Hi Saibal,I think you preach the choir. Except perhaps for Stephen, most of us agree that time, and the whole physicalness is a 'collective hallucination', or a first person (plural) mind construct. There is even a plant which can make you feel, in some way, that time (and space) does not exist, and does not need to exist for being conscious (and that's a quite amazing hallucination by itself).
But extracting "immortality" from the fact that the fundamental reality is a block static structure might disappoint many "immortality amateur". People hope for explicit continuation, and some kind of continuity. Now the block arithmetical static structure is so rich that the immortality question is only a complex problem which needs progress in the math (notably on the arithmetical hypostasis) and all that.
In any case, science is not a priori wishful thinking, so we have to say: let us compute or let us see. It might also depend on our ability to convince our descendants to build some omega points in our neighborhood, or to rely on the whole arithmetical structure, etc.
The real practical question is, I think, can we avoid unpleasant lasting states? Does that exist? How to make the probability lower, etc.
Bruno On 03 Apr 2011, at 02:27, smi...@zonnet.nl wrote:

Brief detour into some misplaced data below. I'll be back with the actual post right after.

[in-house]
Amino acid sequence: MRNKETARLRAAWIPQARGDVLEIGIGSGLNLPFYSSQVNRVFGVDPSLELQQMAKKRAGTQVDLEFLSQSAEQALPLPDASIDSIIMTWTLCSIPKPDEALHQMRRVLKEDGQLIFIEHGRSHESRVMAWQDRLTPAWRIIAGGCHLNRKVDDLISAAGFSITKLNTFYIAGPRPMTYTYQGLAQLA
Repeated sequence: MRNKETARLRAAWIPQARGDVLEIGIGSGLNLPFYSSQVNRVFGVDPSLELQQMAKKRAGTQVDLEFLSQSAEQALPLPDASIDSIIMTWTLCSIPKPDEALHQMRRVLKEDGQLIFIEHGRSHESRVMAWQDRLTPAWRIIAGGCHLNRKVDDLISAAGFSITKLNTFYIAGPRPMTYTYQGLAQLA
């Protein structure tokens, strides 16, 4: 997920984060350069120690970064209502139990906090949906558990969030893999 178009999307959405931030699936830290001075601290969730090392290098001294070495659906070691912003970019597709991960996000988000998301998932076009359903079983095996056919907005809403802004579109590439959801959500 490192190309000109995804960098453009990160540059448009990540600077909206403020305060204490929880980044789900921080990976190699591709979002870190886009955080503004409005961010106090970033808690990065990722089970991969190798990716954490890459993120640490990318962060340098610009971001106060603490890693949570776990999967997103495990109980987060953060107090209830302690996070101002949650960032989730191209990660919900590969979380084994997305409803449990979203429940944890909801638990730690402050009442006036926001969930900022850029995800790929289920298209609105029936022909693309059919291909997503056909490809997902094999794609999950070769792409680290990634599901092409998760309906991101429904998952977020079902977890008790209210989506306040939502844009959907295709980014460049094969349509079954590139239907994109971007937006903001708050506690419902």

I think we are now making hidden assumptions about the nature of time, namely that it "really exists", and then we are trying to argue that you can still have immortality (in different senses). However, it is far more natural to assume that time does not exist and then you get immortality (in the sense of my conscious states that have a finite memory always existing) in a far more straightforward way.That time does not exist is a quite natural assumption. To see this, assume that it does exist. But then, since time evolution is given by a unitary transform, the past still exists in a scrambled way in the present (when taking into account parallel universes). E.g. your past brain state of ten years ago can still be described in terms of the physical variables as they exist today. Of course such a description is extremely complicated involving the physical state of today's multiverse within a sphere of ten lightyears.Then assuming that the details of implementation does not affect consciousness (as long as the right program is being run), one has to conclude that your past state of coinsciousess exists also today. You could therefore just as well assume that time does not exist, as the two possibilities are operationally equivalent.Saibal Citeren Bruno Marchal <marc...@ulb.ac.be>:On 01 Apr 2011, at 20:06, Telmo Menezes wrote:On Fri, Apr 1, 2011 at 7:20 PM, <smi...@zonnet.nl> wrote:QTI is trivially false, because it is a paradoxical result, similar to an alleged proof that 1 + 1 = 3. You don't need to check to proof to see thatit must be wrong.You could apply that exact same argument to any hypothesis that soundsridiculous to you.The reason why QTI is a paradoxical is because we have a finite memory. The class of all observers that can represent you is some finite set of machine states, so you can't have any memories that exceeds a certain limit. Therefore, "you" can't live forever, stay the same person who then alsosubjectively experiences an unbounded time evolution.The paradox only exists if you disregard that he have the ability to forget selectively. Since I have only lived a finite amount of timeand my memory is finite, there is a finite set of machine states thatis sufficient to represent "me" (whatever that means). I could conceivably live forever and selectively forget, while always maintaining the core states that preserve my identity.Indeed. Nick Prince made clear that he would accept a notion of surviving as an infant, with plausibly less souvenirs.Also, we might survive reconstituted in a future with technologies making it possible to add more memories (hard disk). The subjective time grows in a non computable way (to say it grows a lot) from the memory available. It is a sort of busy beaver function.We already save some neuron memory space by using agenda, books and computers.Then in a steady universe, we might just develop indefinitely growing brain. In some sense, "our" brain has grown a lot since we were amoebas.Then we might become immortal by losing or making sleeping some neurons, for example the neurons which handle the hallucination of time. That the mystic way, and some plant are fascinating with that respect.There are many path, many possibilities. It is a rich and complex subject.Saibal is right on this: if we keep a fixed limited brain, we will stop or cycle. But cycling forever can still be considered as a form of immortality!In Platonia, all occur. But it might depend on us which one can be made more relatively probable. If we teach enough arithmetic to our children, the most probable will be sorts of "Tipler-omega points". I think.Brunohttp://groups.google.com/group/everything-list?hl=en .Saibal Citeren Nick Prince <nickmag.pri...@googlemail.com>:In Russell’s book there is a section on “Arguments against QTI” And I want to put forward some issues arising from this.It seems that (if MWI is true) we live in world(s) in which we appear to live a finite, small lifetime of around 70 years. From the many discussions on this list, it also seems to me that, this is the single biggest argument (that I can understand) which points to the QTI beingfalse. Unfortunately it appears that the whole ASSA/RSSA debate -which might have been a candidate for clarifying the issue - turns outto be a confusing (to me anyway) and polarising approach. So is QTI false?Russell does put forward a possible solution in his book. He suggests the idea that as memory fades with dementia then perhaps the conscious mind becomes so similar to that of a newborn - or even unborn - babythat perhaps “a diminishing?” consciousness always finds an appropriate route (in some branch) to avoid a cul de sac event. (This is one possible form of the No Cul De Sac Conjecture =NCDSC) To avoid the cul de sac event, there would surely have to be acritical stage whereby consciousness diminishes and reaches a formof cusp at the point of lapsing into non existence and thereby requiring the necessity of an extension route or branch to anotherconsistent universe. In short, from the third person POV, the person dies but from the first person -(now primitive) consciousness – state, there is rebirth. I am thinking that before we get to the croaking Amoeba there is a discontinuity in what we understand as consciousness– at least the form that applies to the NCDSC.Now if all this were to be the case, then maybe it says something very specific about the substrate on which consciousness runs. There wouldbe something special about the architecture which the substrateemploys to implement consciousness because it relies on a certain modeof decay, facilitating the branching to a new born baby having anappropriate structure (portal?) to secure a consistent extension ofthe consciousness into another branch. Unless a computer could simulate such a special substrate then it could not be used toimplement consciousness. This would mean that it would be wise to sayno to the Doctor! – Comp might be false?The Turing principle (p135 of David Deutsch’s book – “the Fabric ofReality”) would imply that, a universal machine could simulate thephysical structure of brains in such a way so as to be able to act asa medium whereby, if the above argument is possible, consistentextensions of conscious physical observers (persons) could avoid cul de sacs. But until we can understand the nature of what consciousness is, we are stumped as to how a computer can be programmed to implement it. However some alien civilizations may have known these techniques for ages now, thereby perhaps explaining why we each have lived even as long as we now perceive we have. A stronger statement would be that if universal virtual reality generators are physically possible, thenthey must be built somewhere in some universes! But supposing the above (reincarnational) speculation was false insome way. In that case, I have yet to see a convincing argument as tohow the the no cul de sac conjecture can be reconciled with peopleliving to great ages. Whatever sampling assumption is applied, thefacts are that we don’t typically see people reaching ages greaterthan 100+ yrs). Therefore either QTI is false or people just don’t get old! Rather, the special physical conditions of death associated with dementia or oxygen starvation of the brain, facilitate continuedextensions of consciousness by branching into worlds where we supervene over new born babies (or something – animals, aliens?) -accidental deaths of people of any “normal ages” we can think aboutcould of course be accommodated by the NCDSC). The mechanics of such reincarnational transitions would beinteresting to speculate about since I see this as the only way outfor a QTI. 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